In case it wasn't already obvious, Apple is having pretty great success in the market. The company yesterday revealed its financial results for its fiscal 2010 second quarter ended March 27, 2010.
Apple posted revenue of $13.50 billion and net quarterly profit of $3.07 billion, or $3.33 per diluted share. These results compare to revenue of $9.08 billion and net quarterly profit of $1.62 billion, or $1.79 per diluted share, in the year-ago quarter. Gross margin was 41.7 percent, up from 39.9 percent in the year-ago quarter. International sales accounted for 58 percent of the quarter’s revenue.
Helping Apple's bottom line is the 33 percent growth of Macs over last year; Apple sold 2.94 million Macintosh computers during the quarter. The real star was the iPhone, however, as Apple 8.75 million iPhones in the quarter, representing 131 percent unit growth over the year-ago quarter. All those iPhone sales may have taken a little away from iPods, however, as Apple sold 10.89 million iPods during the quarter, representing a one percent unit decline from the year-ago quarter.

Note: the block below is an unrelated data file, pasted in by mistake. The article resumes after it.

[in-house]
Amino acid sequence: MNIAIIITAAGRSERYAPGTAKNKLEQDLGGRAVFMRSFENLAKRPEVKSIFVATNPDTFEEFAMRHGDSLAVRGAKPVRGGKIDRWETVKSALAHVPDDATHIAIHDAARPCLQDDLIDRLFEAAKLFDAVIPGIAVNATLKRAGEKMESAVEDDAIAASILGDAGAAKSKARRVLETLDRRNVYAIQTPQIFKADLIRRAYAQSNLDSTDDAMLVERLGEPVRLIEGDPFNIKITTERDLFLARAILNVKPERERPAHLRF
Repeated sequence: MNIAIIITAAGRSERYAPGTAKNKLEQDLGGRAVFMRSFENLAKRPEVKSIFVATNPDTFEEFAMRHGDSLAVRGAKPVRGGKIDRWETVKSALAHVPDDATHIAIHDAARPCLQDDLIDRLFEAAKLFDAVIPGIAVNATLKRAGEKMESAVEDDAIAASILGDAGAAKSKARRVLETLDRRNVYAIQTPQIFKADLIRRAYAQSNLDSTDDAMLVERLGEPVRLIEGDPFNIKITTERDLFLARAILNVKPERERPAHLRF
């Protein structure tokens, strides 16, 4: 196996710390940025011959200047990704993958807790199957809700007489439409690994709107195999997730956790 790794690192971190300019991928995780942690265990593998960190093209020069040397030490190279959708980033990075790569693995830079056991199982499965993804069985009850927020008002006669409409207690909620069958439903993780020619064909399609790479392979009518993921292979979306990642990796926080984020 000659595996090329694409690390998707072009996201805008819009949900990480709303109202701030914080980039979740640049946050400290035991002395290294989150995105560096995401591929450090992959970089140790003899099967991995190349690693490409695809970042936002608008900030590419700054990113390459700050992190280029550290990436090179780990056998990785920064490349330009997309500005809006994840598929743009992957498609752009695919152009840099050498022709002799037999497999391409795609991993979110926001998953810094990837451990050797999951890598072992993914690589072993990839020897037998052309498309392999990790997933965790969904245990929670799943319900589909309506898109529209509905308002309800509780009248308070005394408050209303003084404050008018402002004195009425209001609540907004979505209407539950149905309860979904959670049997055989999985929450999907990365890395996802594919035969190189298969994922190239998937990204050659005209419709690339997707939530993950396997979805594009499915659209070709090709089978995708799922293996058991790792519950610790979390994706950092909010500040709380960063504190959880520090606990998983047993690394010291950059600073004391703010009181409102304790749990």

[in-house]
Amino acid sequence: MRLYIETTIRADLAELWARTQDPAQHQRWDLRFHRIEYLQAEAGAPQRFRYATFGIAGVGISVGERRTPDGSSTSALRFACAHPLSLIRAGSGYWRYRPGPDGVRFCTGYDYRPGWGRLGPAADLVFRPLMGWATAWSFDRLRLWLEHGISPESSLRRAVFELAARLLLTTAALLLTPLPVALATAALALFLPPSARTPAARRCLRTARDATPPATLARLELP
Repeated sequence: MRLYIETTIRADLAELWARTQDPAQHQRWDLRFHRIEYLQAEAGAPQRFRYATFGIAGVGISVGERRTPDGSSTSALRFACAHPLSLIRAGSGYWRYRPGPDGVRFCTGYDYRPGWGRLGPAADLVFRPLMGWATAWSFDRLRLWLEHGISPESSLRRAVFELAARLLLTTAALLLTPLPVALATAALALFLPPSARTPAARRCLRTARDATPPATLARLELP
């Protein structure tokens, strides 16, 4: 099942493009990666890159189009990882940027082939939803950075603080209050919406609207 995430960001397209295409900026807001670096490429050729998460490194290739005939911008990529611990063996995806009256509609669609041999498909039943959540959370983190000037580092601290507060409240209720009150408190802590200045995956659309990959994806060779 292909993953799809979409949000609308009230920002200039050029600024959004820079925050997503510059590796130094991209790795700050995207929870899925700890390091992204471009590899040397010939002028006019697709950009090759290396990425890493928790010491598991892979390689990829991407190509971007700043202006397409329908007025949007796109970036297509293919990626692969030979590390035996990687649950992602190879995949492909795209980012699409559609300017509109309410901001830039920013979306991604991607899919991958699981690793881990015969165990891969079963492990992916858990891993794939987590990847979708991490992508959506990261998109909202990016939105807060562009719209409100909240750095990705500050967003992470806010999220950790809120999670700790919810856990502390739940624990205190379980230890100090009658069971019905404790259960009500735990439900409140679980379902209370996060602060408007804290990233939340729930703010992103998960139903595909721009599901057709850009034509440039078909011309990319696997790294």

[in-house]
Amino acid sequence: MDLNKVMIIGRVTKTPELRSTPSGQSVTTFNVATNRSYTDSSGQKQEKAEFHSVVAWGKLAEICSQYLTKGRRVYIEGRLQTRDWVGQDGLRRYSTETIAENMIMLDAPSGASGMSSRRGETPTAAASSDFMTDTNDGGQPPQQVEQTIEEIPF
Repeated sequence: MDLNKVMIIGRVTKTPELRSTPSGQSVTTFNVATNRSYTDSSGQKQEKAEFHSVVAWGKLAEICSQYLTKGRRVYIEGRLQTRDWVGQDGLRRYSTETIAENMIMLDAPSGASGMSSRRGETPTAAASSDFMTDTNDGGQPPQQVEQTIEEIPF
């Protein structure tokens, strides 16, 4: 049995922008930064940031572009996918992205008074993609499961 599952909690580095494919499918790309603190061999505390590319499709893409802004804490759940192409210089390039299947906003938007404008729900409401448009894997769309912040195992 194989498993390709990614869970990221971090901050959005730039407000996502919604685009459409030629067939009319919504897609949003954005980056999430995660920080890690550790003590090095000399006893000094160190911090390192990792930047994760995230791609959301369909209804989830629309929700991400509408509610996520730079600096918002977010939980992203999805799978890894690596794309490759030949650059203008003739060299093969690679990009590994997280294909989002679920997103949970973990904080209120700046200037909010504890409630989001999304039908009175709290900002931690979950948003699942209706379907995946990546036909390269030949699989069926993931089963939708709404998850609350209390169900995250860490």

"Looking ahead to the third fiscal quarter of 2010, we expect revenue in the range of about $13.0 billion to $13.4 billion and we expect diluted earnings per share in the range of about $2.28 to $2.39," said Peter Oppenheimer, Apple’s CFO.
"We’re thrilled to report our best non-holiday quarter ever, with revenues up 49 percent and profits up 90 percent," said Steve Jobs, Apple’s CEO. "We’ve launched our revolutionary new iPad and users are loving it, and we have several more extraordinary products in the pipeline for this year."
During the conference call after the announcement, Apple's COO Tim Cook answered a question regarding if iPad sales could cannibalize those of the MacBook line. While it's too soon to tell as the iPad hasn't even been out a month yet in just a single country, Cook did take the opportunity to boast how much better he feels the Apple tablet is over any netbook.
According to TechCrunch, Cook said, "With the iPad in terms of netbooks — to me it’s a no brainer. It’s sort of 100 to 0. I can’t think of a single thing a netbook does well."